For your freedom and ours
Minister of Foreign Affairs Bronis ław Geremek addresses the ceremony of accession to NATO
March 12, 1999
The fifth article of the Washington Treaty is one of the pillars of Poland’s defense policy today. After a decade of political transformations, the accession to NATO by the Czech Republic, Poland, and Hungary is a striking symbol of the longawaited return to Western security structures.
For the people of Poland, the Cold War, which forcibly excluded our country from the West, ends with our entry to NATO. Poland, as member of the most powerful alliance, bringing together democratic nations of Western Europe and North America, joins the vital process of bridging old divisions and contributes to security and stability in Europe.
This remarkable achievement would not have taken place without the leadership, vision and courage of individuals who have played the pivotal role in the process. We owe our deep gratitude to President Bill Clinton and Secretary of State Madeleine Albright. We are grateful to the American People, who have continuously expressed their support for our aspirations.
Today’s ceremony confirms that the Alliance is a community of values. The success of NATO over the last fifty years has been built on the principles of democracy, civil rights and liberties, shared by all of its members. The nations, who join this community today, were denied those values until 1989. On the streets of Budapest in 1956, Prague in 1968 and Gdańsk in 1970 and 1981 they paid a heavy price. They have proved their democratic credentials, which give them the right to be here today.
Poland in the Alliance will be a good and credible ally, for “Good and bad weather”. We are prepared to both take advantage of the rights of membership and bear the obligations that membership carries.
We shall contribute substantially to bolstering the organization and to developing its political and military strengths. I want to assure our allies that we will not lack the determination, courage and imagination, needed to reinforce our own capability as a member of the Alliance.
We are convinced that NATO must remain a defensive alliance, based on the principle of solidarity. To quote President Truman: “The security and welfare of each member of this community depend upon the security and welfare of all. None of us alone can achieve economic prosperity or military security. None of us alone can assure the continuance of freedom”.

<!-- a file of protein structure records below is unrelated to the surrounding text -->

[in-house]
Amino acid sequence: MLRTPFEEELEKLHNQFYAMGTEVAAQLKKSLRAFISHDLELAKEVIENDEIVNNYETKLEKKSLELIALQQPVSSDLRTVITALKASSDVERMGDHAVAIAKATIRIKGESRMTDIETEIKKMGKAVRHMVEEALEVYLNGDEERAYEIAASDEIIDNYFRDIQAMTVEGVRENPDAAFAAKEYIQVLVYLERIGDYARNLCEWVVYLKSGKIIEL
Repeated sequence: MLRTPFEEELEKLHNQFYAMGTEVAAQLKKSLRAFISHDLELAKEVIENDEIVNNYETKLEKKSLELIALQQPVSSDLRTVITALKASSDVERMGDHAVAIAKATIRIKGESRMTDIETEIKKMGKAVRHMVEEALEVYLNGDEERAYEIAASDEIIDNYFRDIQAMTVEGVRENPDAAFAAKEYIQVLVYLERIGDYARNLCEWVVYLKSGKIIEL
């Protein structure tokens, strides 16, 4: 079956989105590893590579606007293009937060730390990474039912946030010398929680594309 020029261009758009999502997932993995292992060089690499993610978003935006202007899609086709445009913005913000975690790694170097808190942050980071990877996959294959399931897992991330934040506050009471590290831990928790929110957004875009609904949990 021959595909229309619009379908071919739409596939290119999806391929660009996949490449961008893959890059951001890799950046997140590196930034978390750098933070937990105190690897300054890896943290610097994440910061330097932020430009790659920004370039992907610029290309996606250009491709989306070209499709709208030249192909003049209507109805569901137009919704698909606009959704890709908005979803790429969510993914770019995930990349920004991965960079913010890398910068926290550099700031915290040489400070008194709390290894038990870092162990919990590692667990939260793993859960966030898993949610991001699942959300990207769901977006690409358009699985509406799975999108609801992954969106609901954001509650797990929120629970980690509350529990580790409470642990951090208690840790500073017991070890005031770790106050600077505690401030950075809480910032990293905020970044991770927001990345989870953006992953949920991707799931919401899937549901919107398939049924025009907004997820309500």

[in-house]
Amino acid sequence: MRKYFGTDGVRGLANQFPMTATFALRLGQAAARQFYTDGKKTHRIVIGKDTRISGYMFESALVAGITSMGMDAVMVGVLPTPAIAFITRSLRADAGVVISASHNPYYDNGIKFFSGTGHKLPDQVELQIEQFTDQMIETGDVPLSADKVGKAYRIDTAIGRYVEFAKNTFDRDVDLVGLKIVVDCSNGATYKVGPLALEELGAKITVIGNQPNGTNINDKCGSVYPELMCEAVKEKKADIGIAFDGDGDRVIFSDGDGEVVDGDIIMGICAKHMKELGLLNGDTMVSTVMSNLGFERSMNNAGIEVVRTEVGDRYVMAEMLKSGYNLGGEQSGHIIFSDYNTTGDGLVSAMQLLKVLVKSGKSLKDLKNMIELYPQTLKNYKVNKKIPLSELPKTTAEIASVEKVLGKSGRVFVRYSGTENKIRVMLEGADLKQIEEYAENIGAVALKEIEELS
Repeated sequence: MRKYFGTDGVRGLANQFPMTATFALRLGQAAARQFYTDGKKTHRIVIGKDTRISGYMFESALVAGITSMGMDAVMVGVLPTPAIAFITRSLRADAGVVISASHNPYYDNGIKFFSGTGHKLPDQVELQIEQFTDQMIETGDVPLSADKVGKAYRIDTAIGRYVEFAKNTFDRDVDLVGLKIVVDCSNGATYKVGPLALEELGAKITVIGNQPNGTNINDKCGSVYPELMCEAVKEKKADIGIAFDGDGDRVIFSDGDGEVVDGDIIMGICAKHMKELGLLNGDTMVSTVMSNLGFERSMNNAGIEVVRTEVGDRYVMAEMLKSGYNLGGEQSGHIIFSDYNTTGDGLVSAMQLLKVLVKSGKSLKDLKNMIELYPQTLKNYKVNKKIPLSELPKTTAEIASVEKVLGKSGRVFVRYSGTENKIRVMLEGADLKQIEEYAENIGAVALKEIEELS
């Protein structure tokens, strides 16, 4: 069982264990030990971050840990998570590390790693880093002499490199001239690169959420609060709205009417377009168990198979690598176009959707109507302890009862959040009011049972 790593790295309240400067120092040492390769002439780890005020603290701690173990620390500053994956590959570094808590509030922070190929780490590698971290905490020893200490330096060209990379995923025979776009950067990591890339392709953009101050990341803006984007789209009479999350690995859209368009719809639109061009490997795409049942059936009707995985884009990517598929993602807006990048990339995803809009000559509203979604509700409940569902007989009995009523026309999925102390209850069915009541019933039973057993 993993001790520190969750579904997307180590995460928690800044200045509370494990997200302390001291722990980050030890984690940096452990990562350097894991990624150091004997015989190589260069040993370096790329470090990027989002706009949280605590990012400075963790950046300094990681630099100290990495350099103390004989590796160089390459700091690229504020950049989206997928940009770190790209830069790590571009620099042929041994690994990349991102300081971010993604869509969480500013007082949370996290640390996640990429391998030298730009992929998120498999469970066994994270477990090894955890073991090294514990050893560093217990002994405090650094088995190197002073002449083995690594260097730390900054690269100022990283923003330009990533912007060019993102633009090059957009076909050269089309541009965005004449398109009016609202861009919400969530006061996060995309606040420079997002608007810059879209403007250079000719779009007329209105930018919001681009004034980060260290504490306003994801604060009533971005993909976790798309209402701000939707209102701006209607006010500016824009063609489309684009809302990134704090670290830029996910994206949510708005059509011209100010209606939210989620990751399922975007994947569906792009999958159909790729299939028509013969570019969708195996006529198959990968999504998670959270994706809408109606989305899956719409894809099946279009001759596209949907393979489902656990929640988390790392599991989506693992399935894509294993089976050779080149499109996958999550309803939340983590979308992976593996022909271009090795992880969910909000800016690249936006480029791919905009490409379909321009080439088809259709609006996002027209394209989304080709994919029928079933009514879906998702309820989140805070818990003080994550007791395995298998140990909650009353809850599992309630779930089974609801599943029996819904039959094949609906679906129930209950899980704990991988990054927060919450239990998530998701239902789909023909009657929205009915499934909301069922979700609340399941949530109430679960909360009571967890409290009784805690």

Senator Vandenberg once called the Alliance “a fraternity of peace”. We share the view that NATO has a wider role to play to further the cause of democracy, human rights and solidarity.
Ladies and Gentlemen, let me say a word about relations between America and Europe. Poland, shall be a dedicated advocate both of the process of European integration and the strong transatlantic link. The United States has given the Atlantic Community leadership, stability and strength. Europe continuously needs a firm American anchor for its security and growth. Conversely, American security and prosperity depend on a reliable and flourishing Europe.
We should keep the door open for those, who have fought for freedom. Another curtain must never again descend on Europe.
Although it would lack the rigidity of the old, iron one, it would almost certainly become as cruel. It would keep us divided economically, if not politically.
Based on common values and principles, NATO must promote a value-oriented approach to democracy, stability and peace. The challenge facing us in the coming century – the challenge of creating a new international order – must accompany us at all times, must be an indispensable and inseparable part of our agenda. To meet this challenge we must safeguard the democratic values incorporated in the Washington Treaty, the ability to defend the strong transatlantic ties and ourselves. These are the sources of our strength. We cannot let them fade away in future.
This is a great day for Poland, as well as for millions of Poles scattered all over the World. Poland forever returns where she has always belonged – to the free world. Poland is no longer alone in the defense of her freedom. We are in NATO “for your freedom and ours”.
Ladies and Gentlemen, for the Harry Truman Presidential Library, we have brought from Poland some records of history of our road to freedom, among them – the poster of 1989 elections with a picture of Gary Cooper from the film “High Noon”.It helped us to win.
For the people of Poland, high noon comes today.
The government alone will not heal any-thing. We must do this together, for Poland will only be different, if we all truly want it to be so.